I’m Jen James, the Founding Supervisor at Crisis Text Line, and I’m a survivor. I’ve shared this story in the past, but never written it down. Here goes.
I like to break down my story into three pivotal parts of my life. I think of them as Birth, Rebirth, and Reincarnation.
“A New Year’s Eve baby born in a car… This set the stage for my life as a survivor.”
Picture this: it’s December 31, 1972, 3-ish in the afternoon. My parents are on their way to the hospital to give birth to me. I’m the fifth child, so they knew what they were doing at this point. Driving down Woodward Avenue in Pontiac MI, my mom burped, and “Bloop!” here I come! I was born in a 1970 purple Dodge Demon. My mother caught me in her Muumuu. You know those super ugly long dresses that look like nightgowns? That was it: I was caught in a MuuMuu before hitting the floor of the car. A New Year’s Eve baby born in a car – a Dodge Demon, no less. This set the stage for my life as a survivor.
Fast Forward to 1995. I’m in my 4th year of college. (I was on the 5-year plan – don’t judge!) I was depressed, but I didn’t know what that meant. I would go to parties and just feel so alone, unattractive, unwanted. I chose dangerous coping methods, like drinking until I passed out, or hurting myself by punching walls or picking at my skin. On the outside, I was making people laugh and the life of the party, but inside I was dying. I started isolating myself from most of the people in my life and had low self-esteem.
Throughout college, I was an insomniac. I would average 5-7 hours of sleep… a week. My daily routine was: go to class, go to work, go home, and then stay up all night.
But April 5 was a particularly rough night for me.
The voices that I had been hearing since I was around 18 were particularly loud that night. Up until then, I just thought of it as my conscience saying, “do this” or “don’t do that.” But as I sat watching infomercials that night, they were louder than ever, saying: I’m no good… No one would care if I died… I should just go and kill myself…
I’d had suicidal thoughts many times before, but this night was different. I wanted to silence the voices. I did something drastic, hoping it would kill me. I know for certain that I wanted to die that night.
Remember, it was 1995. I didn’t talk about these thoughts and feeling, because no one else was talking about them. I swept it all under the rug. We tried to make it go away, no matter what the cost.
I was surprised to wake up the next morning to my roommate shaking me. She knew I had been depressed. I started crying, and she told me to call my mom. After some calls to my insurance, I was able to connect with a doctor, who diagnosed me with bipolar disorder, anxiety, and panic disorder. Finally, it made sense! It wasn’t my fault; it was my brain. The help from medicine and therapy kept me alive. After that, I wanted to truly start living – it was a rebirth.
Skip ahead to April 20, 2014. Easter Sunday. (Apparently, April isn’t a good month for me.)
I was in the shower, doing my usual thing (you know, washing my bits and all), when I felt a lump in my left breast. I was confused, so I went to my husband Kevin and asked him to feel it, too. I thought maybe the Easter Bunny was messing with me by hiding an egg in my boob – it felt that big.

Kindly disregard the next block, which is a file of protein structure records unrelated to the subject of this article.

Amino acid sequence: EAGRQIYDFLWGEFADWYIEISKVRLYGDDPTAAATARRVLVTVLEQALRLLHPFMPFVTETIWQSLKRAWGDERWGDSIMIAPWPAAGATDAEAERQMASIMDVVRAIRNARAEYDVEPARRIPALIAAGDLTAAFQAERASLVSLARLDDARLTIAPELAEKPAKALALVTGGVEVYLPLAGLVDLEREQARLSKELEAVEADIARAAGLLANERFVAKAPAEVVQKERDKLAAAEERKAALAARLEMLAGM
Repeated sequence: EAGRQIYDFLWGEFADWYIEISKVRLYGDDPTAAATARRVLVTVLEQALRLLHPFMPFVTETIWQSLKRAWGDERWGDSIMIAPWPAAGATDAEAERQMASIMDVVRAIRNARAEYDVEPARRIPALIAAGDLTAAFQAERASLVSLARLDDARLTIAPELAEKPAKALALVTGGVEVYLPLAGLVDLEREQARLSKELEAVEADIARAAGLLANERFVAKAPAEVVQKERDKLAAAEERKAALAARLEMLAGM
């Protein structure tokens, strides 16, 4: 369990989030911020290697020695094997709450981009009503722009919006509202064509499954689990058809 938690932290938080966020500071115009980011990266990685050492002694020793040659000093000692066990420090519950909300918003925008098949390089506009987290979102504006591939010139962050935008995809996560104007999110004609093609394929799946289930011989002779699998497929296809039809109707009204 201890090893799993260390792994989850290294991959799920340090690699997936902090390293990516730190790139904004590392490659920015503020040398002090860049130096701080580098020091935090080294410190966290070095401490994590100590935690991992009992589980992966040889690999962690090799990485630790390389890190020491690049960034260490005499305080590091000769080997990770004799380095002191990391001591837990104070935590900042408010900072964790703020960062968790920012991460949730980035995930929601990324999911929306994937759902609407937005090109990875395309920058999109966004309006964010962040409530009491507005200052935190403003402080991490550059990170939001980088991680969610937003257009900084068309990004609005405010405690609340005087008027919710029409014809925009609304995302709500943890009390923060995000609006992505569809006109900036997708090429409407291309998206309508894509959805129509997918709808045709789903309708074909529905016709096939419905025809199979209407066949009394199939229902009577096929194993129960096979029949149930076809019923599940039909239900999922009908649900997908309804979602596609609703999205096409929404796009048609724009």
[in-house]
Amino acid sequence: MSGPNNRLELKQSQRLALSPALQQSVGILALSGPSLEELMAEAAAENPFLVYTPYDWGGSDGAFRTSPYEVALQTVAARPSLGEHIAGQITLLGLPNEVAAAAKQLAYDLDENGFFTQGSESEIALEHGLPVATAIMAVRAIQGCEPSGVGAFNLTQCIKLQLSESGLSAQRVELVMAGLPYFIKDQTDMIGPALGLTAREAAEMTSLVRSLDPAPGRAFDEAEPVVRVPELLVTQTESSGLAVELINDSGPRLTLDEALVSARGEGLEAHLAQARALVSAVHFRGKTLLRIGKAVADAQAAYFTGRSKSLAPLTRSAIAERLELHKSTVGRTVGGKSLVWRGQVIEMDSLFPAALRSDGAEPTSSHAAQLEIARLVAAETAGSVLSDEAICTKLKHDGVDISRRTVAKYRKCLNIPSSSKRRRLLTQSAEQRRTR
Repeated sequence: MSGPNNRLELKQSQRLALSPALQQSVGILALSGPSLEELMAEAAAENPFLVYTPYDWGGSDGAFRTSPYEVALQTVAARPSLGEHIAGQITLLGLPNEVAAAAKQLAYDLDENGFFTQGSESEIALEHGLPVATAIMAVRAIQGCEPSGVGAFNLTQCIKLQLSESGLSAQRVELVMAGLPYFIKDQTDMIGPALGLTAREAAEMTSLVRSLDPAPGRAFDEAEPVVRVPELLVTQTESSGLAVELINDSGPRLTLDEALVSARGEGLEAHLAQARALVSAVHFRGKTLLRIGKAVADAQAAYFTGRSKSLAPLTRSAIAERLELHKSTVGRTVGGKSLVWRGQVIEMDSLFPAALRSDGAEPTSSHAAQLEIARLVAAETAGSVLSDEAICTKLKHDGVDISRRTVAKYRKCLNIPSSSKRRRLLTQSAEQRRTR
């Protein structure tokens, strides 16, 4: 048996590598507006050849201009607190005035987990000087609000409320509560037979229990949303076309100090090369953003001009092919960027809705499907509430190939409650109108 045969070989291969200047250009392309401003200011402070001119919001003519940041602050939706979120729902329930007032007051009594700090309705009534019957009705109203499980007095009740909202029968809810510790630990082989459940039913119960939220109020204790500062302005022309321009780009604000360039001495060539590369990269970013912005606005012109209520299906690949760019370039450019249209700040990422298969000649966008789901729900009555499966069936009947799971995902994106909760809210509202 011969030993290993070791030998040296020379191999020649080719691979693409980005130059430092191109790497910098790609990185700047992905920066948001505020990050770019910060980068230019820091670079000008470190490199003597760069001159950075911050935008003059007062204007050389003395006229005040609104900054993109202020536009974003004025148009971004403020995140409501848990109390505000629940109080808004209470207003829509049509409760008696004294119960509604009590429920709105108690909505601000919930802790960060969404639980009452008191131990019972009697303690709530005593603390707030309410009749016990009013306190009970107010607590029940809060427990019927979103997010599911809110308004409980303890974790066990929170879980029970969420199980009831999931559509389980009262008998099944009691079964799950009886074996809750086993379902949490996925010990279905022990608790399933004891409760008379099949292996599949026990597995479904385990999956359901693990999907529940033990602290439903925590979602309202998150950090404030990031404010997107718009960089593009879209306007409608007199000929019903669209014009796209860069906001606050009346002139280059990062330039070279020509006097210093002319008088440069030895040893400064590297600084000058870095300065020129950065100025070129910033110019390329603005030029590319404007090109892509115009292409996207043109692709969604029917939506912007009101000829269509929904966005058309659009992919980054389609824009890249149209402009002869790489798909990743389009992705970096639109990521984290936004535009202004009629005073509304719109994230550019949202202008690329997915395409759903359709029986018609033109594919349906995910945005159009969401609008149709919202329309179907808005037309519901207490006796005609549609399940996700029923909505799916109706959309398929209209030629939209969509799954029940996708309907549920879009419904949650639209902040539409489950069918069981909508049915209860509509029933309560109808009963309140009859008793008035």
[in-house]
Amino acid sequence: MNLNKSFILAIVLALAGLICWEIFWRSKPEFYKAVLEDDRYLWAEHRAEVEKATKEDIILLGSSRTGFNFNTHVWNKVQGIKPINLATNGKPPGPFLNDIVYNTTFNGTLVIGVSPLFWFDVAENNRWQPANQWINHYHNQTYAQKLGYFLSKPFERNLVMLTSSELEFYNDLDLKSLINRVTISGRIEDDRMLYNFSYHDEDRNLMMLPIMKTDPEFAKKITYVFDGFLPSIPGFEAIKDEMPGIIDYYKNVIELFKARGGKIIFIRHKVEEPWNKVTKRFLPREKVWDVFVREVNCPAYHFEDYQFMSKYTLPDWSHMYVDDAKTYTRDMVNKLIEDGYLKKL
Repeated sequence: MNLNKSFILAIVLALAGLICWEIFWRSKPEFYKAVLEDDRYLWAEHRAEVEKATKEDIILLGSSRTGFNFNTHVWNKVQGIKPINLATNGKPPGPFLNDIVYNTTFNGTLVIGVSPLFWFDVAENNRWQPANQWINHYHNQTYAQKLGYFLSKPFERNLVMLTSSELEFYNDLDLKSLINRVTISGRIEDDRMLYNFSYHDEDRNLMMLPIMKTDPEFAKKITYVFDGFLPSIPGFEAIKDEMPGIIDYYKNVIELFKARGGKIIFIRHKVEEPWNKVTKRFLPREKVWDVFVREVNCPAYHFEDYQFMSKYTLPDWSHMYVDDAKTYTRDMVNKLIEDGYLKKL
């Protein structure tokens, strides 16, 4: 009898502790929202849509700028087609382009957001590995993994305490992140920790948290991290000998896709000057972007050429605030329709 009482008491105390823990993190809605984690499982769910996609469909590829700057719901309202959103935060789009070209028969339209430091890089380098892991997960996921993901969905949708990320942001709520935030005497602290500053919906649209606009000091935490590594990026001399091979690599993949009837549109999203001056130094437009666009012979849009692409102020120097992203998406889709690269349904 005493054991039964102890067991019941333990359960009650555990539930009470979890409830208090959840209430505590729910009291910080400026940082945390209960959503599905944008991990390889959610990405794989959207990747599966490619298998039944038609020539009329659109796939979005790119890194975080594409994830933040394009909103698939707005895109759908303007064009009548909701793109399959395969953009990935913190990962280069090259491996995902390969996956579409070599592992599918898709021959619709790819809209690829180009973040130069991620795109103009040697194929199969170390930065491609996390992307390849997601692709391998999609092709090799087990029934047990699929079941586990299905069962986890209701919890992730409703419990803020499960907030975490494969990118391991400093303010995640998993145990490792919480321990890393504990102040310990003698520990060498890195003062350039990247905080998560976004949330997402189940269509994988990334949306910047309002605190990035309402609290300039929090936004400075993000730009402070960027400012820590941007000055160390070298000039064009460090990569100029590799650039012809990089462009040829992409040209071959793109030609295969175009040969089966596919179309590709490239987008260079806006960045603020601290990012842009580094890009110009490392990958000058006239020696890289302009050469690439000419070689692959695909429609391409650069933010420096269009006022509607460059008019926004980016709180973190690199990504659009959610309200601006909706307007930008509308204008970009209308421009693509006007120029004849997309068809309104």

After many appointments, mammograms and biopsies, my doctor called me to tell me the news: it was cancer. Everyone around me fell apart crying. I was in shock, but I felt responsible for taking care of everyone else. When I finally met with the oncology team, I was diagnosed with Stage 2+ breast cancer, invasive aggressive cell formation. It meant I had a pretty big tumor: two, in fact. Even though it’s the most common form of breast cancer, the survival rate was about 58-64%. My chance at life wasn’t much better than flipping a coin. It was terrifying to hear.
I decided that I had two choices: I could go back into deep depression and just stop trying, which I had every right to do, or I could fight. I chose to fight. I chose being strong and funny and my attitude was positive! I needed so much support to stay that way.
I began the chemo infusion in the end of July. Every time I would go for an infusion, I would wear something super silly or a fun hat to celebrate the time of the year. This made me happy, because I knew I was bringing light into a room full of people in pain.
Being injected with poison? Not something you think about until you are seeing it hooked up – then it’s suddenly very real.
Infusions were on Thursdays. Saturday, Sunday, and Monday were the worst. I was in bed the whole time. Aches and pains, stomach sickness. I wanted to curl up in the fetal position, wrap myself in a blanket burrito of sadness, and cry. I had no energy. My husky, Legend, always knew when I was not feeling well and would lay right next to me the whole time. My husband and kids knew that I wasn’t myself, and they brought me tea, water, or even jolly ranchers to help with the nasty taste in my mouth.
They would sit on the bed with me and watch mindless shows on Netflix. They were not going to let me go through that alone. It was important to have them see the ups and downs of my experience. My goal was to teach them they can get through anything with support and a positive attitude.
So yeah, my life so far has been a “Mr. Toad’s Wild Ride.” Looking back, I realize I got into the crisis intervention space in January of 2011, by volunteering at first, knowing I wanted to help those who didn’t have anywhere else to turn. To let others know there is someone there to listen. And even through the “Year of Cancer.” I would never have been able to be so positive if it wasn’t for my trainings and learnings along the way. I think the biggest takeaway from my life is that I matter, and I’m not alone. I feel that having that lived experience gives me a unique gift of perspective.